Second-year DMD student Nisarg Patel, was recently selected as one of ten finalists in this year's President's Challenge. The Challenge, with a grand prize of $100,000, aims to catalyze student-led ventures to solve some of the world’s most critical problems. It provides Harvard students with an opportunity to take their ideas and turn them into startup businesses with the support of the University and the Harvard Innovation Labs (i-lab).
Patel’s project, Memora Health, is a suite of population health communication and analytics technologies that focus on improving preventative health via mobile remote care management. One of the features is a dashboard that allows clinicians to manage a patient’s medications, and set up automated texts to remind them when to take their pills.
Before coming to HSDM, Patel received undergraduate degrees in molecular bioscience and biotechnology, political science and international studies from Barrett, the Honors College at Arizona State University. He is a co-founder of startups that apply technology solutions to healthcare issues. He and his partners recently won the second annual Brigham and Women’s Hospital Shark Tank competition with a prize of $2,500 for Memora, as well as a pitch competition at the Harvard Business School's SPARK entrepreneurship conference.
On April 25, Patel will compete in the President’s Challenge Demo Day at the Harvard i-lab, which will be followed by an announcement of the grand prize winner. Patel shared his insights on the competition:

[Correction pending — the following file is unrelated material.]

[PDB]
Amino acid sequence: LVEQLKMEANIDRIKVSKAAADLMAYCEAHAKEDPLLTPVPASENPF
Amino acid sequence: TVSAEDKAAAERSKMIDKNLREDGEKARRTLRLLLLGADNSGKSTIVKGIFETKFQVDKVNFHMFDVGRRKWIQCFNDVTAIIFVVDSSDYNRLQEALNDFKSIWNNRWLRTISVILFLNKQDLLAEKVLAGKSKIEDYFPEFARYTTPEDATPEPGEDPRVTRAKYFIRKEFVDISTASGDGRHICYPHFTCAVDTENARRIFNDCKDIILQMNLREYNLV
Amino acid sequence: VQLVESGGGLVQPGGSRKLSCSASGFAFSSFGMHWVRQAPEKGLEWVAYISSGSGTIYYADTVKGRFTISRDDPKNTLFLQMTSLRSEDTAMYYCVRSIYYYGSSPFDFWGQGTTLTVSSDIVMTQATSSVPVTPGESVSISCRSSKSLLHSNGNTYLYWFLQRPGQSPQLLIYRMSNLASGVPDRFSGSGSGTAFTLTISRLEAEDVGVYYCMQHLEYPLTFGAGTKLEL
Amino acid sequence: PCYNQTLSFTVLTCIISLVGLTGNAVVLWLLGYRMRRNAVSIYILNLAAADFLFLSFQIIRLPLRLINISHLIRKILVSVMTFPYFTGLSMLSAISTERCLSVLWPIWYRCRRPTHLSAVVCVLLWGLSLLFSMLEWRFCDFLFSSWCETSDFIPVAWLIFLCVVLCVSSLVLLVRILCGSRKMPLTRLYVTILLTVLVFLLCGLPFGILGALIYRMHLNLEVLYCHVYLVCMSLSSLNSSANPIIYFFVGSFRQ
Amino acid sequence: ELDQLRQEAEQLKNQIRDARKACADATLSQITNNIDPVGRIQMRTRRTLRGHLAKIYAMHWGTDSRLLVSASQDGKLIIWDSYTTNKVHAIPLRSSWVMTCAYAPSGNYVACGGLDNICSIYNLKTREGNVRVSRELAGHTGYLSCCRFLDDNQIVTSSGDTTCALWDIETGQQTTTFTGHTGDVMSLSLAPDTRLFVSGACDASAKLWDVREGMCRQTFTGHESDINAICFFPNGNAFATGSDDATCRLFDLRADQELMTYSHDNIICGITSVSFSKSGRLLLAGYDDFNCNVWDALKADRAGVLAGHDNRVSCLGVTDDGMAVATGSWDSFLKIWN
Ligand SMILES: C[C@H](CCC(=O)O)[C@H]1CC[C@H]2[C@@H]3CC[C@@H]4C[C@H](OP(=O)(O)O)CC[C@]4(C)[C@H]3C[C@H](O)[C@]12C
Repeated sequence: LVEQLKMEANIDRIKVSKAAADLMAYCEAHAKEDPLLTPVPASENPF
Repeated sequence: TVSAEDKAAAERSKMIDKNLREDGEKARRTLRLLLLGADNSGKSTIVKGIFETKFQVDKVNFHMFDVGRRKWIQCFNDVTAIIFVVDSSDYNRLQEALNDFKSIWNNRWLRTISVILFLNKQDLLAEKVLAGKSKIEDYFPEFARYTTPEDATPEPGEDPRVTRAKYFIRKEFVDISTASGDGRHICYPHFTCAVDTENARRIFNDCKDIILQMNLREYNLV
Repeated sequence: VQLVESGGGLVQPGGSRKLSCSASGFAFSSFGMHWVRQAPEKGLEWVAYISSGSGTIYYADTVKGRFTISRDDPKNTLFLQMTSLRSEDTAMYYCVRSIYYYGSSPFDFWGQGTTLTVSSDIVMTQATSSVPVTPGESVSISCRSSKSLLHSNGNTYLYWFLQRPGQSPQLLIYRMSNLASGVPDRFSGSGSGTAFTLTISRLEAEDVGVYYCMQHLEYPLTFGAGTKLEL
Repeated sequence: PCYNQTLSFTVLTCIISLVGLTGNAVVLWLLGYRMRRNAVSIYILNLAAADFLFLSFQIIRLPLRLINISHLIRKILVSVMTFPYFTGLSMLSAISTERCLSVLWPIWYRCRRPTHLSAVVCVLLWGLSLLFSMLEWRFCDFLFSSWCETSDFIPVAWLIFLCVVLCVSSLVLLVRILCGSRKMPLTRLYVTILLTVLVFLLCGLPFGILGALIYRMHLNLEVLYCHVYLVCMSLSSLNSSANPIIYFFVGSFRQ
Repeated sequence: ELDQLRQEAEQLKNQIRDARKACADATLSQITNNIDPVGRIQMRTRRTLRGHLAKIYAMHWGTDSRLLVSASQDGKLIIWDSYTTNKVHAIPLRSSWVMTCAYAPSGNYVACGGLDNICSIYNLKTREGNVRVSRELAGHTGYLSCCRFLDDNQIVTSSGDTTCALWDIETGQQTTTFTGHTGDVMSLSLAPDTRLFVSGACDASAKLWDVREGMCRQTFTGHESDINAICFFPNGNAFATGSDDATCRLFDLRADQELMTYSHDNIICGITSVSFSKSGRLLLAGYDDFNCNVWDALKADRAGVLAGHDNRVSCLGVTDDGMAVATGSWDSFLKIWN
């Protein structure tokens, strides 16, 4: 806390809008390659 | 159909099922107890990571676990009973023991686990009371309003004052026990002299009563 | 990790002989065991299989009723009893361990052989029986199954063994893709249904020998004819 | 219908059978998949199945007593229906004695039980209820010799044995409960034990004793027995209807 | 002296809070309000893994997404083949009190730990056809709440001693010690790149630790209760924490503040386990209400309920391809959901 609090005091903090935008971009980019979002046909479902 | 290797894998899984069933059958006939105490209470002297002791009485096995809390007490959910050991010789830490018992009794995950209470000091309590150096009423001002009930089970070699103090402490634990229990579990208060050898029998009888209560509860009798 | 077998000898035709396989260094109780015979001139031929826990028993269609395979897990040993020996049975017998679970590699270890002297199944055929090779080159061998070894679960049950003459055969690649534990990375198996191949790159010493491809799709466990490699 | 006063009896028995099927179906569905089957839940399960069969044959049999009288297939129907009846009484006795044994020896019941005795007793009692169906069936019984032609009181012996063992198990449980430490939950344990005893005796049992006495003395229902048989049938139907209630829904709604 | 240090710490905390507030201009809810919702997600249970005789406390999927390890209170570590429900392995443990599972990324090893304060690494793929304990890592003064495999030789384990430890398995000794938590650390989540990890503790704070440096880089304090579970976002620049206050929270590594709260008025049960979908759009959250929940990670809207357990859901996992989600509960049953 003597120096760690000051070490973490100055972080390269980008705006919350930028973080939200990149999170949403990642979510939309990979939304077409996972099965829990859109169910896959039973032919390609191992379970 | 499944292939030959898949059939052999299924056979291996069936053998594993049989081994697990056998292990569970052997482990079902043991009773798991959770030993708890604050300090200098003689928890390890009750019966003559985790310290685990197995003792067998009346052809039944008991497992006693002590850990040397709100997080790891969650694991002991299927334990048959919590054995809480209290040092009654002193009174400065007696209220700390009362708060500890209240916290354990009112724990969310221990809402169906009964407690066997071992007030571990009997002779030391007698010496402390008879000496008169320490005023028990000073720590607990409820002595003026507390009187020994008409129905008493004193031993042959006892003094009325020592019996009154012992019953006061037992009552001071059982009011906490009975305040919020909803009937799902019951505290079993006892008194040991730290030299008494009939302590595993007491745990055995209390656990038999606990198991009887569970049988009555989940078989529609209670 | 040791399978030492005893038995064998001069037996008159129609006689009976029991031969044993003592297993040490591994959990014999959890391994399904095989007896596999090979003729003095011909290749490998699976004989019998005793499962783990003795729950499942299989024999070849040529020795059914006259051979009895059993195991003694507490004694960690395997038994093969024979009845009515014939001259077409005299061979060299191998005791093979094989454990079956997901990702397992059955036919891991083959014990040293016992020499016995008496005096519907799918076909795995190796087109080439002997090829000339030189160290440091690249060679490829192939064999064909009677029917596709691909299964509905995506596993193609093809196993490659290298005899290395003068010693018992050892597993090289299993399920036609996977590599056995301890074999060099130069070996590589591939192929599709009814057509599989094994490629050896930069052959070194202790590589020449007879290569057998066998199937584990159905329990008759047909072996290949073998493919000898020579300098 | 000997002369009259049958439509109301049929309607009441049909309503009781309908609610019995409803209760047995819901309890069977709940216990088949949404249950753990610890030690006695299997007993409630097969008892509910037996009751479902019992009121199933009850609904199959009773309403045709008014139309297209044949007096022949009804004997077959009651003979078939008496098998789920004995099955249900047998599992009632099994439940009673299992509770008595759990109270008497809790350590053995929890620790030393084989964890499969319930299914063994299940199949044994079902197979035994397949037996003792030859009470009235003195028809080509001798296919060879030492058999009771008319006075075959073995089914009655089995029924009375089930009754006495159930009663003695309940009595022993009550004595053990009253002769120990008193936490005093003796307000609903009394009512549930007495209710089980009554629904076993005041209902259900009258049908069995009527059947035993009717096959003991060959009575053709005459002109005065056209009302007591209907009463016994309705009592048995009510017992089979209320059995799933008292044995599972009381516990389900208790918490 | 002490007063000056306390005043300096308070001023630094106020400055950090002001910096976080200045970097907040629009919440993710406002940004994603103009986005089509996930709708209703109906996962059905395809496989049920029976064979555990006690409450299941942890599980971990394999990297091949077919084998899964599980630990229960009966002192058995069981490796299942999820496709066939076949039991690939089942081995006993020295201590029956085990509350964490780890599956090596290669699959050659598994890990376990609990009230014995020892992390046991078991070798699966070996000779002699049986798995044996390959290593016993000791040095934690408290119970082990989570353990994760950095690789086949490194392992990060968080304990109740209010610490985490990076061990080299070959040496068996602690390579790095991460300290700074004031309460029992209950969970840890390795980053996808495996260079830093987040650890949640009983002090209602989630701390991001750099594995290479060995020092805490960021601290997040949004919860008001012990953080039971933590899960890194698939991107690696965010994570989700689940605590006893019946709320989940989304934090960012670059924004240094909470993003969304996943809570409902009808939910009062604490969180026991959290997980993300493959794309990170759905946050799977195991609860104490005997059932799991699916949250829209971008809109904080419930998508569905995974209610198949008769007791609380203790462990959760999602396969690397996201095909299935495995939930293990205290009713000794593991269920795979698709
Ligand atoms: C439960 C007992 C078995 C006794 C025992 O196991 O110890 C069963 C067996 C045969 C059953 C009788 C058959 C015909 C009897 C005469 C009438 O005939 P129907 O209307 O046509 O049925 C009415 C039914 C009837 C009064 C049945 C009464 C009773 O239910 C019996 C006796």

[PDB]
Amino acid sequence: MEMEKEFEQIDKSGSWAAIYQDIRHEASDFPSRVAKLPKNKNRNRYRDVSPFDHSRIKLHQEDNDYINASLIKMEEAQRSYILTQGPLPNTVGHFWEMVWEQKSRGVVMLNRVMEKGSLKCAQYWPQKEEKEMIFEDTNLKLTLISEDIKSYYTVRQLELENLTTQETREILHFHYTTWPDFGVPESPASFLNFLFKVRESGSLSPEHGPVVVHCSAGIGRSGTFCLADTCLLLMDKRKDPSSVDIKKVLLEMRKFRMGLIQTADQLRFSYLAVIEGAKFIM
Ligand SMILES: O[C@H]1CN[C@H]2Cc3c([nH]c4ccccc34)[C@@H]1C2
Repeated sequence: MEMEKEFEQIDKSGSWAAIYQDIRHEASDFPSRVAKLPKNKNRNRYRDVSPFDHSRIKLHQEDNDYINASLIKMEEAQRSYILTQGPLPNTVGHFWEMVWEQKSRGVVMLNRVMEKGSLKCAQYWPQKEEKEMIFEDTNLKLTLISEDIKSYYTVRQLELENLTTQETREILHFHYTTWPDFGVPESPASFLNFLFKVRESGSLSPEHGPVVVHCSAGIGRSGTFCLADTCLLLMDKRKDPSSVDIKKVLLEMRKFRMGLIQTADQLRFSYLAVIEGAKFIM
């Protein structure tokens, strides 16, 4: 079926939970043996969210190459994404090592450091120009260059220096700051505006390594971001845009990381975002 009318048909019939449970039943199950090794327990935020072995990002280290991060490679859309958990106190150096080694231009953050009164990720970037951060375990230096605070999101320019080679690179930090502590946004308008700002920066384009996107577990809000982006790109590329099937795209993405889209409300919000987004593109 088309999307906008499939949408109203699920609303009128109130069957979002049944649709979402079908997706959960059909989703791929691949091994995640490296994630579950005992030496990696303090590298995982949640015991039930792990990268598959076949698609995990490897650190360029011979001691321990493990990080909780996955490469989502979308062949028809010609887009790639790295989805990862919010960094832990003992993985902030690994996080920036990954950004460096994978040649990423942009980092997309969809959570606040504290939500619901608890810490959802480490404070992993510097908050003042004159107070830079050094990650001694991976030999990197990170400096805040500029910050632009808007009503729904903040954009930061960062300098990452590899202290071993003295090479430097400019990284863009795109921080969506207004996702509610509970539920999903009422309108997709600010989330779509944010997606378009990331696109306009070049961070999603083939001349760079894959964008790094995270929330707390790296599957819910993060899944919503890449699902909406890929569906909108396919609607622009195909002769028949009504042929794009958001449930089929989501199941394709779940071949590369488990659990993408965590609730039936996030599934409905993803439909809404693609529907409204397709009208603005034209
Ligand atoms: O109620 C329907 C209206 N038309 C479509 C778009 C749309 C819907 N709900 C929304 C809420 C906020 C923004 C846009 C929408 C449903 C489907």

Q: What are your thoughts on making it this far in the President’s Challenge?
A: I keep a folder of all the feedback–from patients, physicians, entrepreneurs, VCs, and friends–that our team has received over the past year. When I drafted our proposal for the President’s Challenge, the first thing I did was paste every single piece of feedback into the document and make sure we had strong answers to all of them. Knowing the caliber of the students here and the high-quality of their ventures, I understood that our proposal had to be as complete as possible and treated it the same way I’d treat an academic publication, with significant review, editing, and data that backed our claims.
Making it to the finalist stage has been a tremendous honor. It’s both humbling and inspiring to be among the ten finalist teams this year and the challenge has only made our team more excited about where we can take Memora Health in the next few months.
Q: If you win, how will you use the funding?
A: We’ve reached out to many different types of practices, specialties, and use-cases, to see where we can provide the most value to our healthcare system and develop the ideal product-market fit. We’d utilize the funding to jumpstart additional clinical pilots to reach more patients and learn more about how we can best improve the quality of their care. We hope that our focus on building an accessible, lightweight platform for preventative healthcare delivery will allow us to eventually expand to developing countries, where we’ve seen a growing burden of chronic disease and trends in technology adoption that favor mobile phones as a medium for healthcare delivery.
Q: How do you balance your DMD studies and your work as an entrepreneur?
A: I've found entrepreneurship to be both a creative and competitive outlet, and having this experience makes me think more deeply about how the basic science and clinical concepts we learn in class can be translated into applications to improve healthcare.
Balancing both hasn’t been easy, but I’ve found that parts of my education and endeavors into healthcare entrepreneurship have been complementary. My Patient-Doctor 1 (PD1) course as a first-year was the inspiration for this venture.